There are currently 7.323.187.457 people (as of: January 19, 2017, 15:07) living on Earth. Every second, this number grows by 2.6 new citizens. In 2050, there are likely to be nine billion people who populate the planet. How we can manage to provide these people with food, what has to change and why it affects all of us - WWF agricultural expert Birgit Wilhelm explains in an interview.


1. How exactly are we supposed to feed nine billion people?

Opinions on this vary widely. There are studies that come to the conclusion that food production must increase drastically in order to provide food for so many people. However, it is ignored that agriculture - with its one-sided concentration on production maximization - already contributes to the fact that we lose fertile farmland every day for production. We exploit our basis of life, the soil itself. Only by means of a sustainable method of utilization and agriculture which restores the conservation of natural soil fertility will we be able to feed nine billion people. In addition, we from the WWF were able to show with the study "How to feed the world's growing billions" that there are other important starting points besides the increase in production to feed the world.


2. How can the hunger crisis be overcome?

We have to work smarter, more equitably, and with less waste. The basic problem for hunger in the world is not a lack of food. The basic problem is the injustice of poverty. Nearly half of the people who are hungry are small farmers. This poverty must be tackled first. Secondly, the waste of food has to be prevented. This does not merely refer to the fact that we as citizens of industrialized nations simply throw away food. In processing and transport, too, up to one-fifth of the food is lost, because the infrastructure does not work or even because of inefficient work. And thirdly, it is above all we ourselves who have a duty: Our consumption patterns must change drastically.


3. What exactly is wrong with our current behavior?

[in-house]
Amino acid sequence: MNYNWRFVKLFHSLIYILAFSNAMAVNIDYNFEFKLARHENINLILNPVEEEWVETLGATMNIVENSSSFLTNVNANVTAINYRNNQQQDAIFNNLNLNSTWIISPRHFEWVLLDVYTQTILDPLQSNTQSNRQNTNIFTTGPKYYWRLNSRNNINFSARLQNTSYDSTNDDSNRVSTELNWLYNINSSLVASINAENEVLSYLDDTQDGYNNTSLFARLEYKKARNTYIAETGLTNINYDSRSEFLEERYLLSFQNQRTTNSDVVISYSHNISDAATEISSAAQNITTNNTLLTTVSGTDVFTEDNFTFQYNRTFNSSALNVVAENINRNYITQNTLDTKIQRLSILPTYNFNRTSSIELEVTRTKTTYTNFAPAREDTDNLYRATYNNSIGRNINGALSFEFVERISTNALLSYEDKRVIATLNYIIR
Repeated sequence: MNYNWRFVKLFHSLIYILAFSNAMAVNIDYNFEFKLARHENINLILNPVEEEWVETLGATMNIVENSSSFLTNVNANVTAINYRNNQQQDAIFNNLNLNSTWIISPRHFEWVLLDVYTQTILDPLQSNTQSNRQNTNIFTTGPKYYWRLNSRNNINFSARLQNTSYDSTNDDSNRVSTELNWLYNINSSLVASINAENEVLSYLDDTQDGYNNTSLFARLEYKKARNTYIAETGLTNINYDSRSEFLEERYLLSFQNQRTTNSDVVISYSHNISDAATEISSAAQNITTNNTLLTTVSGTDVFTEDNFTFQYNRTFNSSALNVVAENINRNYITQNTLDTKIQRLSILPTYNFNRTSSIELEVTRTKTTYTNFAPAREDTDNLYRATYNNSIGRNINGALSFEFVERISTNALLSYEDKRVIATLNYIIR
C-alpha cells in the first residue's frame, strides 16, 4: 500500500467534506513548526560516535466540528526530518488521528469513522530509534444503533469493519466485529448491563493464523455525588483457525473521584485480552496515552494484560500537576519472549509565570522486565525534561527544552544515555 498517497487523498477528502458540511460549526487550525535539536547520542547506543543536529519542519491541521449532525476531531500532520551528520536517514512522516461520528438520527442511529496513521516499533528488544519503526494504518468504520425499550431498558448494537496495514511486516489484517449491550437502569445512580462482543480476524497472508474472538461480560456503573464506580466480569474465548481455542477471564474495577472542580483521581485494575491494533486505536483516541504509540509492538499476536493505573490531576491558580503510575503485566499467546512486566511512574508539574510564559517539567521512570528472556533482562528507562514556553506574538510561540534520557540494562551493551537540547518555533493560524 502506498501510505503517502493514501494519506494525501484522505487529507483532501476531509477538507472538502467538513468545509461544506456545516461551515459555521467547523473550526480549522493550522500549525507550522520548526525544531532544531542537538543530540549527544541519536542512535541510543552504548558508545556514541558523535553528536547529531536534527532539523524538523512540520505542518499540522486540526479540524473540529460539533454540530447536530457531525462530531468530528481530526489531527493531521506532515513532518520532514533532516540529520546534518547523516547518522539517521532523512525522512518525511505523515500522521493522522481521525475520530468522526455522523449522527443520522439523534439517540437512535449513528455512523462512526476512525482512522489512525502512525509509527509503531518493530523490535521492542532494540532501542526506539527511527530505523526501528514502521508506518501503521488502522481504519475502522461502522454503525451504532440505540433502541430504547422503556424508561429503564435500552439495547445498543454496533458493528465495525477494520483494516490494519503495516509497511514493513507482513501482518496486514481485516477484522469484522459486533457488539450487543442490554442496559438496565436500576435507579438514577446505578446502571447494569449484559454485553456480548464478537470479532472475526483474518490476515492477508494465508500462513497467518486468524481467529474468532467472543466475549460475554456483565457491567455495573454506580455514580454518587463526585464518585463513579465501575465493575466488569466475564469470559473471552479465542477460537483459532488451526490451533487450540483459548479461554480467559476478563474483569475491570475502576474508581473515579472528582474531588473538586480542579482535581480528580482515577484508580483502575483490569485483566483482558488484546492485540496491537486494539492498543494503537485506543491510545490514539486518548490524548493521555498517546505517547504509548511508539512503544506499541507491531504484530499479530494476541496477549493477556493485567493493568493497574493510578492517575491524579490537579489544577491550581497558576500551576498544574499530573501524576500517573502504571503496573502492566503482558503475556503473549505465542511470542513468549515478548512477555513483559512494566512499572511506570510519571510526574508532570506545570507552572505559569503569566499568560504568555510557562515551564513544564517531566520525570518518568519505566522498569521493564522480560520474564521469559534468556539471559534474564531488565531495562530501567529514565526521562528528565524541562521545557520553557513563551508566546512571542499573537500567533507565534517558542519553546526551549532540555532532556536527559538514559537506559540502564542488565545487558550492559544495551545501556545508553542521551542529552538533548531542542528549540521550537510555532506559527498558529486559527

We have to reduce the consumption of meat. The production of meat requires enormous amounts of food. In addition, it strains the soils and destroys the environment. I do not want strict vegetarianism, but rather a conscious handling of the meat consumed.


We have to work smarter, more equitably, and with less wasting


4. Will there be more vegetarians in the future?

Personally, I believe that there will. Apparently, more and more people are becoming aware that meat production from industrial corporate farming leads directly to destruction of the environment pollution and injustice. In addition, I believe that many people who are aware of a healthy diet realize that they do not need so much meat. Many even feel better when they eat less often, but higher quality meat. However, this issue is very emotional. To blame someone for their eating habits is already a strong invasion of privacy.


5. Is there anything positive and hopeful about it?

Absolutely. I as a farmer find it very positive that food is being talked about more, and above all, where it comes from and how it is produced. By centralizing production and distribution, such as through supermarkets, the problems have been greatly resolved. How should I develop a relationship with food when shopping? How does healthy soil perform and feel? I am enthusiastic about the many home garden initiatives - even in the big city of Berlin. It is a wonderful feeling of success to harvest your own vegetables, which at the same time increases your appreciation of the food and the soil that allows everything to grow. Nutrition is being absorbed into everyday life, people are starting to think about what they eat. That makes me very hopeful.

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